The Final Trip

Well, today is the day for the funeral. This isn’t the only funeral I will be attending this week, unfortunately. My uncle passed away two days ago. Did you notice I used the word “unfortunately”? This is my lesson for this week (and hopefully for the rest of my life).

I went to visit my uncle this weekend as I knew he was in poor medical health and was bedridden and pretty much nonresponsive. My aunt had been caring for him while my cousins were tag-teaming it to help out. I have to assume the stress became overwhelming on her body because she fell ill rapidly one day last week due to congestive heart failure and the resulting pneumonia from the fluid build up in her lungs. In talking to my cousins, there is a laundry list of health issues with her, but I keep surmising it all stems from the congestive heart failure, minus the diabetes.

Anyway, as I was visiting my uncle, two of my cousins were there and their wives. We knew there wasn’t much to do but try to make sure he was comfortable and to have a good conversation that might perk him up a little. Talking with them is easy because they are about as humble as you can find, while putting in their entertaining stories in the mix. It got my uncle’s attention, we think. He started moving his one good limb and breathing heavy. Was he uncomfortable? My cousins had just moved his body so he would be lying straight on his back with a little prop. Was he hoping to join in the conversation even though he couldn’t talk? Was he in pain? There was no way of knowing and the feeling of helplessness really settled in me at that point.

Why was I feeling helpless? Was it the dread of him dying or was I just feeling like I needed to make him feel better and couldn’t? I didn’t want to think of him dying and, talking with my cousins, it seemed to be a burden on them as well. The conversation always turned somber when talking about his death. Now, I understand when a person is alive and yet suffering, compassion for that person is the right response. But, when a person is preparing to die, why do we always have to have such a somber attitude? I mean really, when you think about it, what is so somber about the occasion that a believing Christian is about to meet face to face with his Savior?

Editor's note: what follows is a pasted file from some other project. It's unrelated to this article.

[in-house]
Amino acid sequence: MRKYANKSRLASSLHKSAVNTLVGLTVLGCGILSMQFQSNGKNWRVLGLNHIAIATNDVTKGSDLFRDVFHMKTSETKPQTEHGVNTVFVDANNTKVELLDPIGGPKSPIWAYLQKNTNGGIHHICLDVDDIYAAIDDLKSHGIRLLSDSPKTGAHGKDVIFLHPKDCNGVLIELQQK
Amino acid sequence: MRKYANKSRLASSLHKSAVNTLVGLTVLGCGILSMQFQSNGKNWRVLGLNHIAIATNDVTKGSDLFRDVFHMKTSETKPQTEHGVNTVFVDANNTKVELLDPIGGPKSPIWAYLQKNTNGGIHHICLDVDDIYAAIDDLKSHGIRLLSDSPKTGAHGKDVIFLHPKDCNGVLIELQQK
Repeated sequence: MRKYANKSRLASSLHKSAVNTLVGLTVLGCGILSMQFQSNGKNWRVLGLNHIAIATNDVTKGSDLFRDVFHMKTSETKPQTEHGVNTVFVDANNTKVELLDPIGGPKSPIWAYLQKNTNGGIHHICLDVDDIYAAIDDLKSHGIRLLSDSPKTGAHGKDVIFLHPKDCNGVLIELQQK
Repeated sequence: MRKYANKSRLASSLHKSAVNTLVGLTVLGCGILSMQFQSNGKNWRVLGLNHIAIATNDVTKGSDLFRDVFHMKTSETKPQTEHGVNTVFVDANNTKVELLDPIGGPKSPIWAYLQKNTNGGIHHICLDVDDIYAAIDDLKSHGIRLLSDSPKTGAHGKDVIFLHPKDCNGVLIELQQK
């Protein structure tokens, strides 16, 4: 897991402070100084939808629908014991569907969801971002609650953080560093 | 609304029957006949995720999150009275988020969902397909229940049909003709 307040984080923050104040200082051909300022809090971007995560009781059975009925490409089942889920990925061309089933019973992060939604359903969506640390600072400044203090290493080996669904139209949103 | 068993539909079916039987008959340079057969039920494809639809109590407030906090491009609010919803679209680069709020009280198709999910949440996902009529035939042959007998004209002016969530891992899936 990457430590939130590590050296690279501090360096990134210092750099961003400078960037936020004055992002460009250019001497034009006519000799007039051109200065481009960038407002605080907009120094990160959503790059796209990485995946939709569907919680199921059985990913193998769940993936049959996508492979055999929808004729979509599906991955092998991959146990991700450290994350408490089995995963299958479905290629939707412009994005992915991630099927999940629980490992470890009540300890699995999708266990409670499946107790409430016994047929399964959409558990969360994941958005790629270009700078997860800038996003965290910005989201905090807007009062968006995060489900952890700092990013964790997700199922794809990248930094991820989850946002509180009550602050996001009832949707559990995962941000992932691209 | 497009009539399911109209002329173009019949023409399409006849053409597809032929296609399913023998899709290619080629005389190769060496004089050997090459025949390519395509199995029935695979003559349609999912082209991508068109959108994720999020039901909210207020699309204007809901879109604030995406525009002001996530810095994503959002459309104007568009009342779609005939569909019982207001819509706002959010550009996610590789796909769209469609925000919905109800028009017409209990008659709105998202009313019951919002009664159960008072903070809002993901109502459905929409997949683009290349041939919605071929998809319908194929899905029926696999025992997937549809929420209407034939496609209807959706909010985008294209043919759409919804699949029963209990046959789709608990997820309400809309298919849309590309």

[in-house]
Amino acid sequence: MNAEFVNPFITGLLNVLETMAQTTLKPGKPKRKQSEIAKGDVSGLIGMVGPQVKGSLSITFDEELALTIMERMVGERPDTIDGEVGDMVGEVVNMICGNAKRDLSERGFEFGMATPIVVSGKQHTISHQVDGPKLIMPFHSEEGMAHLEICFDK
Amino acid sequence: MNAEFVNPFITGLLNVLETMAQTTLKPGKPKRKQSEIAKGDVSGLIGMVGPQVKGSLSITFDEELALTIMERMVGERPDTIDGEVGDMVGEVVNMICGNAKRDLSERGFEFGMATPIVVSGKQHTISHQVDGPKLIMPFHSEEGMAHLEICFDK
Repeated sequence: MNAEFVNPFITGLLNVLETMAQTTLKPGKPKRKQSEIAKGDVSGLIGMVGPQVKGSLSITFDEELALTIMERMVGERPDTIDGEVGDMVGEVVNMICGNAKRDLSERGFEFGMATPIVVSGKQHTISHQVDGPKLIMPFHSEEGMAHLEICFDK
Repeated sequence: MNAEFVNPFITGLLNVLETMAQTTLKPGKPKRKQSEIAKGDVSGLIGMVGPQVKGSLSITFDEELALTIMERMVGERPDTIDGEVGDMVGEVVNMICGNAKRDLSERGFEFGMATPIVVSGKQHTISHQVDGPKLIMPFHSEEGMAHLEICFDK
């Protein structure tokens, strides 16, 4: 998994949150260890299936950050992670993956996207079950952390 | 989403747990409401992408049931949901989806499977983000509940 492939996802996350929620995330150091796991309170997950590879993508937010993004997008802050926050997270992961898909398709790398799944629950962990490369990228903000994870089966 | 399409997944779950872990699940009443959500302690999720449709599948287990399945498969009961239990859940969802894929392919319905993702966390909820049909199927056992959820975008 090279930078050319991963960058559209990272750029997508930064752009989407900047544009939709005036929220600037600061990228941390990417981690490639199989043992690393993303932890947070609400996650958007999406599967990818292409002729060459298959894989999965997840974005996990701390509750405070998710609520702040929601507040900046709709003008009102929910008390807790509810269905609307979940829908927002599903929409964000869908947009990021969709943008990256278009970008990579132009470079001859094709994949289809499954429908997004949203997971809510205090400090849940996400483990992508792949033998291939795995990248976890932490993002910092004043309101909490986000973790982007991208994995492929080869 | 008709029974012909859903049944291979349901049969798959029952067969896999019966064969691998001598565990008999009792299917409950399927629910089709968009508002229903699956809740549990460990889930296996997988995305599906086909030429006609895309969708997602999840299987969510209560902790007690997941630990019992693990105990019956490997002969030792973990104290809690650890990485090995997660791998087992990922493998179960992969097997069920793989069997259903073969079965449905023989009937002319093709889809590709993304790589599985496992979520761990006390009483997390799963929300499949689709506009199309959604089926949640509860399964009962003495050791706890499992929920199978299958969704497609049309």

I haven’t mentioned anything to my cousins, but I’m sure they have had the thought themselves. How close is my aunt to death at this point? If she was awake yesterday when they had planned on telling her about my uncle, how did she take it? When I visited her in the hospital, she was on so many medications that she was completely incoherent, barely even opening her eyes periodically. Would she remember the news, and if she did, would it devastate her to the point of simply letting this life go? It’s a consideration, but not one I will dwell on because either way, I still have the feeling this is a time for celebration.

How do you treat your family or friends when they announce they are about to take a trip? It might be a business trip or a vacation, but inevitably, we always wish them a good and safe trip. Usually with a smile on our face because we don’t see taking a trip as a bad thing. Shouldn’t it be the same way with a person about to make the trip to heaven? We should be anticipating their departure, knowing in our hearts how wonderful this trip will be for them.

Paul looked forward to his trip to meet Christ. He called it running the race to win the prize. He did everything he could to honor Christ with his life, knowing that he would be face to face with Him one day. Being with Christ for eternity is, of course, the prize. How can we be sad if we know our loved ones are going to win the prize? That’s ridiculous. It’s also selfish and ignorant. I’m not sad for my uncle. I’m ecstatic! He’s gone on the ultimate trip and will be there forever. I am a little sad for my aunt, but that’s because she must adjust her way of life now, but as I briefly mentioned earlier, she may not have to make a lot of adjustments as she might be taking a trip in the near future herself. I pray that she feels peace no matter how long she remains here with us and she’s confident in God’s unconditional love for her.

This is why we need to keep fighting the good fight. We need to show as many people as possible who Christ truly is and how much God truly loves each of us. If more people understand the truth and believe in their hearts, the more people will take that final trip to the most wonderful place imaginable.

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